Dreams of the Animals is written in a voice for the animals, as the animals cannot speak themselves. Since the speaker is an activist for the animals, the poem circles around the topic that animals are just as important as humans, they are people as well. However, the concept that animals, “mostly dream of other animals each according to its own kind” (Atwood 1-3), does imply that animals have less complex dreams than humans do. Atwood’s poem touches on the dreams of different species of animals, one example being how moles dream of ,”mole smells” (8). Dreams of the Animals follows a formal structure, as every animal and their dreams are situated into separate stanzas. For example, the second stanza is about, “certain mice and small rodents” (Atwood 4), and the fifth stanza is on the topic of “red and black striped fish” (13,14). Furthermore, as the poem is separated into stanzas, there are also indented stanzas as well. When the plot turns to more of a darker theme of nightmares, the stanzas are indented and some are in parentheses, almost as if they are an ‘aside’ or to be treated as separate from the other more cheerful dreams.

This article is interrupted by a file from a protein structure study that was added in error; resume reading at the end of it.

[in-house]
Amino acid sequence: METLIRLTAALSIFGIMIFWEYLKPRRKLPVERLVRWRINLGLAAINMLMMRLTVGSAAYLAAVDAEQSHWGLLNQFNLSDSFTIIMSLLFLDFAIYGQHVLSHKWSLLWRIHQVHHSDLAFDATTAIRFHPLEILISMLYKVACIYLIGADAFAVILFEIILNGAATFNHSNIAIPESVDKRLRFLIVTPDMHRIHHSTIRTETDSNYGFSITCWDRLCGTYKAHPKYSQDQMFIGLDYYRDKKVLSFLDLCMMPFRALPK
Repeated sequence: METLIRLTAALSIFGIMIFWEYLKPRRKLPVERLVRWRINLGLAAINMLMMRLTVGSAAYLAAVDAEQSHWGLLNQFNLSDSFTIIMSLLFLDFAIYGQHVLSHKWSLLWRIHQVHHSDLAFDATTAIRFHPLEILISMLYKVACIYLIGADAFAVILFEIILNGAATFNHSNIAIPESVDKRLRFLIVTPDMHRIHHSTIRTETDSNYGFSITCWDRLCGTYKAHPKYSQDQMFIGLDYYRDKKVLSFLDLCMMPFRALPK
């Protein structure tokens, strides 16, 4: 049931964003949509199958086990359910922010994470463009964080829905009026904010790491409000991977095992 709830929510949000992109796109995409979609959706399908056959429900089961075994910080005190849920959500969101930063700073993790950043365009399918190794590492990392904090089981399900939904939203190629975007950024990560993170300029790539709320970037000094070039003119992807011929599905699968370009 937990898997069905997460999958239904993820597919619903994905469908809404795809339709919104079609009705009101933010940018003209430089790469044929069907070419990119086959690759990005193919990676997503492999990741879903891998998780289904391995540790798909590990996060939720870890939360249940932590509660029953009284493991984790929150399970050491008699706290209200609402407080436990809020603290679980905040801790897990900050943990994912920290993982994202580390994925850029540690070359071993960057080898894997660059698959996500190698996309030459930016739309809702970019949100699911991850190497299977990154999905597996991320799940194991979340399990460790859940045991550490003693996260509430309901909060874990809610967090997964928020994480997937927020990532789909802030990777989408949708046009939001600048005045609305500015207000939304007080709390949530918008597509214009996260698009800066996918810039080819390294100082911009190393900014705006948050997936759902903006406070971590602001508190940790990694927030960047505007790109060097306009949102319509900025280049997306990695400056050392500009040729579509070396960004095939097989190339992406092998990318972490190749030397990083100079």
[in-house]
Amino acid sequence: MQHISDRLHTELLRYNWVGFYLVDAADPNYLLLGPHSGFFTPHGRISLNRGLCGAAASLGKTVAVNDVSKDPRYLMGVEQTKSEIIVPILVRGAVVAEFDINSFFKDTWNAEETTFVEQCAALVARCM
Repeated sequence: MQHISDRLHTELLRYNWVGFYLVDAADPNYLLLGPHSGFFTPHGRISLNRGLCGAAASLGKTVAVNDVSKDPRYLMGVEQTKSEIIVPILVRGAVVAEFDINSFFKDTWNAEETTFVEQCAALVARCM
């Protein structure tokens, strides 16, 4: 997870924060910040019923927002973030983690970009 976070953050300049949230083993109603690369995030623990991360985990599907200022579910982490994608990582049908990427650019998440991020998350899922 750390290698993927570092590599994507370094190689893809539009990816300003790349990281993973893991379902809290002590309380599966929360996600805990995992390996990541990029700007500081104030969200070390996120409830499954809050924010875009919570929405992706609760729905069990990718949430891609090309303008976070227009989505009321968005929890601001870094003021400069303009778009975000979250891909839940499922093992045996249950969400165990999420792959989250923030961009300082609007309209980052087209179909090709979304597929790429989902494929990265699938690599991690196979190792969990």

As the speaker talks about dreams in the poem there is no physical setting, because the speaker moves from dream to dream. However, each dream does have a brief explanation of setting in each stanza. The first four stanzas, there is a brief explanation of natural setting, which creates a more light and happy tone and implies that the animals enjoy being in the wild and not enclosed in tight tanks or cages. In the fifth stanza, there is a change in setting as the animals no longer dream of the natural world, but the dangers of other beings. This change in description of settings and the animal’s dreams, creates a darker and more heavy tone for the reader. The change in tone and use of words to describe the settings also a message for the reader, that animals do not necessarily like being kept captive and traumatized by humans, and this is why these things show up in their dreams. Atwood’s poem uses imagery to broaden the perspective onto the topic of animals and their rights. The first example of imagery in the poem is the use of vivid colours, such as; “green and golden” (Atwood 9) and “red and black” (13). This imagery is used to describe the dreams of those animals that are free from all constraints in the wild, and to show the reader that these animals are content and full of life.